Let’s talk about vaginas

0
138

by Sayaka Matsuoka

Some of things conceived in 1996 have since slid into irrelevancy, like askjeeves.com, but the Vagina Monologues is not one of them.

Eve Ensler’s sassy, blunt play debuted the same year that parents all over the country hit stores for a Tickle Me Elmo, and unlike the creepy “Sesame Street” plush, the piece has continued to be successful throughout the years. The Vagina Monologues rose rapidly in popularity, quickly becoming an annual staple on college campuses and community theaters — both of which hosted the production in Greensboro last week.

There were only a few stray open seats at the Feb. 12 opening production put on by the Sherri Denese Jackson Foundation, a nonprofit for the prevention of domestic violence. The audience at the Stephen D. Hyers Studio Theater was predominantly female, with a handful of brave male souls scattered throughout. Brave because this show, as you may have guessed, talks a lot about a taboo subject — vaginas.

The show opened with an introduction by four women expressing a dire personal concern, the same mantra exhorted at productions each year; they were worried about vaginas. They worried what people thought about them or more so what they didn’t. They likened vaginas to the Bermuda Triangle.

“No one ever reports back from there,” one woman said. They lined up at the front of the stage and posed another awkward question: “What do you call a vagina?” They popcorned back and forth with both familiar and unfamiliar answers. “Pussy cat.” “Twat.” “Pooninana.” “Coochie-snorcher.” “Mimi.” The list went on and on, each name more ridiculous than the last. Although the play started with a slow, rocky start with some actresses stumbling over lines or repeatedly glancing at notes, by the third or fourth monologue, these women couldn’t be stopped.

The play sources its dialogue from Ensler’s interviews with women of different ages and races, and it is awkward to say the least. It’s in your face and direct, causing ample seat-squirming. As the show progresses however, the tension subsides and the repeated mentioning of perhaps the most intimate human body part becomes normalized. Rather than feeling embarrassed and uncomfortable, it becomes uplifting and educational.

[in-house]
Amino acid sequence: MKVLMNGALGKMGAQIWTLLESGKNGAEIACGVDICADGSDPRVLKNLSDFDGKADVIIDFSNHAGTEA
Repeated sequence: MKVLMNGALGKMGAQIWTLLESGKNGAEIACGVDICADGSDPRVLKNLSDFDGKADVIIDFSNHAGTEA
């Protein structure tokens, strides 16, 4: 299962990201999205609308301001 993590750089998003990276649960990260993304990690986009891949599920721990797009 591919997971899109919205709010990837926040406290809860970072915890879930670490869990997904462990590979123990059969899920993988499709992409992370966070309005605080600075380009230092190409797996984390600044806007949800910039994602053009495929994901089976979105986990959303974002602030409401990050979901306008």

The show takes on the rarely talked about issues surrounding female genitalia such as its appearance, pubic hair and sexual awakenings. One segment that immediately comes to mind is “The Flood,” performed by Michaeline Wright Parrish, an older white woman who recounts her first sexual experience in the back of a white Chevy Bel Air. Her impeccable acting and facial expressions elevate the humorous original script of the story and makes viewers empathize with her over-exaggerated sexual mishap. Other more serious and triggering stories in the play recount sexual assault and rape. But Ensler takes great care to execute the vignettes in a way that empowers and brings the right attention to the speakers.

While painful and at times heartbreaking, each of the monologues is an important lesson in feminist theory. In a short segment titled “My Short Skirt,” women strut onto the stage in skin-tight skirts and exclaim that their short skirts are “not an invitation” to sex and do not mean that they are “asking for it.” By having these women make clear, concise and straightforward statements, Ensler’s play plants mindful seeds that lead to increased awareness about rape culture and violence against women.

Other empowering speeches include “Reclaiming C***” which takes the “bad” word and ventures to reclaim it as a positive one in the female community. Rebecca Martin spells out the four-letter dirty word with clearly marked notecards, making for a hilariously bizarre, vulgar take on a spelling lesson. It even has viewers yelling the “obscenity” by the end of the segment.

In the midst of horrific and tragic stories like “My Vagina Was My Village” chronicling one woman’s traumatic experience in a Bosnian rape camp, pops of humor are sprinkled throughout, regularly lightening the show’s mood. “My Vagina is Angry” is a perfect example of this. In this rendition of the play, Pilar Benjamin storms onto the stage with overt sass and immediately begins ranting about why her vagina was angry. Everything from having to stuff cotton tampons up there to visiting the OB/GYN and dealing with “mean cold duck lips,” Benjamin executes the scene so perfectly that all of the members of the audience are still catching their breath after she stomps off the stage.

The bulk of the stories in the play remain the same annually but some have been tweaked since the first performance of the Vagina Monologues almost 20 years ago. Incorporation of transgender women in “They Beat the Girl out of my Boy — or So They Tried” and the rephrasing of the “The Little Coochi Snorcher That Could” are examples. In the latter, the original speech recounts a woman’s early sexual encounter with an older woman after getting drunk, which many viewers criticized as being statutory rape. In the original script, the monologue ends with the woman saying, “If it was rape, it was good rape.” This line has been taken out of more recent adaptations of the play and the age of the speaker has been changed from the original 13 to a more palatable 16.

Despite its few shortcomings in political correctness, the Vagina Monologues serves as an effective platform for awareness and stirs important dialogue when it comes to the sensitive topic of vaginas and the various experiences associated with them. The Vagina Monologues is fun, smart, sassy as hell and the only place where you can see Alice Mitchell, fully dressed in red lacy lingerie, act out, in painstaking detail, so many female orgasms and hear the word “clitoris” in the same span of 90 minutes.